The largest cause of death from occupational disease relates to exposure to asbestos and is accountable for 4,000 of these deaths. A further 8,000 or more deaths are due to cancer, chronic obstructive pulmonary disease and other serious lung diseases.
Although new applications of asbestos have been banned for more than a decade, exposure to asbestos in buildings remains an issue for tradespeople and some users of buildings such as schools and even shops – as evidenced by particular high profile prosecutions.
Noting the difficulties in capturing information on the incidence of occupational disease, as I described just a moment ago, to strengthen its evidence base on occupational cancer, HSE commissioned Imperial College London to produce an updated and detailed estimate of the burden of occupational cancer in Great Britain. This is the study which Lesley Rushton reported on to the Board in December 2011. This has already helped to inform the development and prioritisation of practical measures to reduce the burden in the future. In particular the Board was struck by the clear message from the study that increasing levels of compliance with existing exposure limits would have a significant impact. But I do not want to pre-empt the discussion which will take place later on today. The purpose of this event is to agree together what actions we can all take to make a difference.
Because we must continue to work hard to ensure that these numbers fall and that the current pattern and toll of disease and early death does not continue into the future.
Although the scale of the challenge can appear to be daunting, there are many encouraging examples of activities that have made a real difference and many of you have been and are continuing to contribute to these activities and interventions. I want to now talk through a few approaches that have already been used to make real changes and I hope that these examples will prove helpful when we consider how we can extend and build on our progress when we meet in the break out sessions later on.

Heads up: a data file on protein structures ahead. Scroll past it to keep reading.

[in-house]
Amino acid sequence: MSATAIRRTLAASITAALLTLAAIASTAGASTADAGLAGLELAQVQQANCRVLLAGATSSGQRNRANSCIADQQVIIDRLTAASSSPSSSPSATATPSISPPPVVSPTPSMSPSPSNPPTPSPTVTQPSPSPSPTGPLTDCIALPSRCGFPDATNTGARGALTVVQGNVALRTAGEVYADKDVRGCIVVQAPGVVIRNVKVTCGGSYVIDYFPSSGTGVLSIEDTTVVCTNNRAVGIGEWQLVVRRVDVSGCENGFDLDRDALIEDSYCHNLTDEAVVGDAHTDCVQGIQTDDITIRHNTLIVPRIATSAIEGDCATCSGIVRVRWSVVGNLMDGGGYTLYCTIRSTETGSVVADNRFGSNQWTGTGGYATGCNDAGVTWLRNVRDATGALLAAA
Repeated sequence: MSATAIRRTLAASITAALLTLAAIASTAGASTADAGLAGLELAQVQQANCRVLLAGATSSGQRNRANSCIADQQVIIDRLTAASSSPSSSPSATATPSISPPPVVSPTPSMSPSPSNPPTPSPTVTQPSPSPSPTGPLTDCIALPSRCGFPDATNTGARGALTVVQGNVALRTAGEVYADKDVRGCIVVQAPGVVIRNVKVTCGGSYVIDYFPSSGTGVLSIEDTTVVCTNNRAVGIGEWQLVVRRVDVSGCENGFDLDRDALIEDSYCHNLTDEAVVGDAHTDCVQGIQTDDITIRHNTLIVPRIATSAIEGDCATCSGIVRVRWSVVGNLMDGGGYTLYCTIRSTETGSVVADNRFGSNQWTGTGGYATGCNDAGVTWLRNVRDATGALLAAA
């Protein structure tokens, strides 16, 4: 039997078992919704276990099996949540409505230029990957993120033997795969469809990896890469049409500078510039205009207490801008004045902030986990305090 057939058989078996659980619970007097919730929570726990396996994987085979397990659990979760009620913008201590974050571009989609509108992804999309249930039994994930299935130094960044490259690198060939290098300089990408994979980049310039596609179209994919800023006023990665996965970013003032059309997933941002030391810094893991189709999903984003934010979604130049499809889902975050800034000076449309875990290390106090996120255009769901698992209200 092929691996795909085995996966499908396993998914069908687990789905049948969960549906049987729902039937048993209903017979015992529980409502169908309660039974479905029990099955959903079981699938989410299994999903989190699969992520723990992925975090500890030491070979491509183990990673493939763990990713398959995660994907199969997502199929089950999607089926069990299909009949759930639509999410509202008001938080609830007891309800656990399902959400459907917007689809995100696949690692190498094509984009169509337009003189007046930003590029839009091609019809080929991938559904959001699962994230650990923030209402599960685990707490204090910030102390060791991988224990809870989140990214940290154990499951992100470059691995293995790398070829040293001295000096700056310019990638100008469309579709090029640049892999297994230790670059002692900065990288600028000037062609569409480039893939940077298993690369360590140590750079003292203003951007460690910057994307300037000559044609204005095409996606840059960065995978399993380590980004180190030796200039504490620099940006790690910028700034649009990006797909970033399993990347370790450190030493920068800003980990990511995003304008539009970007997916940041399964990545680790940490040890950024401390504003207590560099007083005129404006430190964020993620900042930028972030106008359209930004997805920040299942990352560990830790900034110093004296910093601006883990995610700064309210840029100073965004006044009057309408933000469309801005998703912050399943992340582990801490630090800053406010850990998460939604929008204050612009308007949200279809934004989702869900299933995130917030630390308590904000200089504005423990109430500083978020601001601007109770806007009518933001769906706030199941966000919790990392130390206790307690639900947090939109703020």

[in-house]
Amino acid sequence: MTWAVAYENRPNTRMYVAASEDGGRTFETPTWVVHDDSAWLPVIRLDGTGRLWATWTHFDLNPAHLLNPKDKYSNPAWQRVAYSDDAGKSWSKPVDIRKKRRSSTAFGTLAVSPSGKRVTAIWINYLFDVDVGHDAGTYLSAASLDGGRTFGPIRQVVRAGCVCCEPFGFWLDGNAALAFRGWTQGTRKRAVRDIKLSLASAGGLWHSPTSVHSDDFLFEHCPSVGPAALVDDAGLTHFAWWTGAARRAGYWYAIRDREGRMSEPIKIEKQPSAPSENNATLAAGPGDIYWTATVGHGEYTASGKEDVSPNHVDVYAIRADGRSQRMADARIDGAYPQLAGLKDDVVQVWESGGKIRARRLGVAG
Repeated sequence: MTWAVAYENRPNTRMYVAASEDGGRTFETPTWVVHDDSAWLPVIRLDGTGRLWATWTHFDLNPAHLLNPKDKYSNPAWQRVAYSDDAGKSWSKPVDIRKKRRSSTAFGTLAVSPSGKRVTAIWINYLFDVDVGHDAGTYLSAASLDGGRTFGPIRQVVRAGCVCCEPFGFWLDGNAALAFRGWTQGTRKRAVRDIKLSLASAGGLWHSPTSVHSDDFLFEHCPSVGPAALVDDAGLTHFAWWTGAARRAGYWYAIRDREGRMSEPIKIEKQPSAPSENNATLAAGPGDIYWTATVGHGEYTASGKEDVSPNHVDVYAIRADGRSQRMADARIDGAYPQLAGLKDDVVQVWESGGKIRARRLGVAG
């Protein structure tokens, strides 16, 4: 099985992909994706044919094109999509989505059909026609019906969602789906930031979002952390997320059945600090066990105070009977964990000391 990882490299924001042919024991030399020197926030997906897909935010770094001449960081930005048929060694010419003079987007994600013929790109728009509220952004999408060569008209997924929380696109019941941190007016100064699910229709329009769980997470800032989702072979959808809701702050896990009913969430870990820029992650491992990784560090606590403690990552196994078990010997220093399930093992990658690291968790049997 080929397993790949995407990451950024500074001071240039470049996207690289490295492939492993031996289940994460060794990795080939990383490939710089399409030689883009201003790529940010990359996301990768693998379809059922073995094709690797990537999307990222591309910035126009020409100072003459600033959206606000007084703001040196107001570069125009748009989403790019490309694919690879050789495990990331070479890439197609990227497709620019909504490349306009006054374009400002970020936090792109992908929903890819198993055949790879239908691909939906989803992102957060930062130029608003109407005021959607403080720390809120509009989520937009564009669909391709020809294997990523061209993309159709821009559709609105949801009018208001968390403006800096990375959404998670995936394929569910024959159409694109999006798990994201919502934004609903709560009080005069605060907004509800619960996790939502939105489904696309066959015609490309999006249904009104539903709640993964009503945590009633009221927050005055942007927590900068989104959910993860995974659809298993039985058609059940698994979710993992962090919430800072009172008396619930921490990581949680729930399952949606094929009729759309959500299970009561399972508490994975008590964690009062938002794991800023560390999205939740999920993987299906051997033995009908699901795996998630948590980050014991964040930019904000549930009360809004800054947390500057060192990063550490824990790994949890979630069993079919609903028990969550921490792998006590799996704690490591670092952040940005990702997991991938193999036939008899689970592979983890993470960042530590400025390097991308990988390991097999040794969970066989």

I am not going to cover all of the causes of occupational disease which you might explore later, but I do want to talk about some key examples of what is already happening.
I would like to share with you an update on the continued activity on asbestos. In 2008 the “Hidden Killer” campaign, was launched. The campaign was designed to raise awareness of exposure to asbestos amongst today’s trades people carrying out maintenance and construction jobs to make them aware that asbestos and the potential health risks are not just a problem of the past – but one that is very real and current and which could impact on their own health.
Although the spur for this work was initiated by HSE, it wouldn’t have been possible without the support, input and commitment from others to spread the word and more importantly to use the campaign as a catalyst to go on to develop more initiatives. The original HSE led campaign has since inspired:
Further supporting activity by the British Lung Foundation and their "Take 5 and Stay Alive" campaign for DIY enthusiasts has increased general awareness and reinforced messages of the risks associated with asbestos. This is a tremendous example of how we can increase the level of impact by working together and coordinating our efforts.
My second example is on respirable crystalline silica. Like asbestos, exposure to RCS has been known to be a problem for many years, but unlike asbestos it is also an ongoing hazard as materials containing silica are still in widespread use and exposure can result in Silicosis and COPD. Prolonged exposure to RCS under conditions that cause silicosis may also cause Lung Cancer.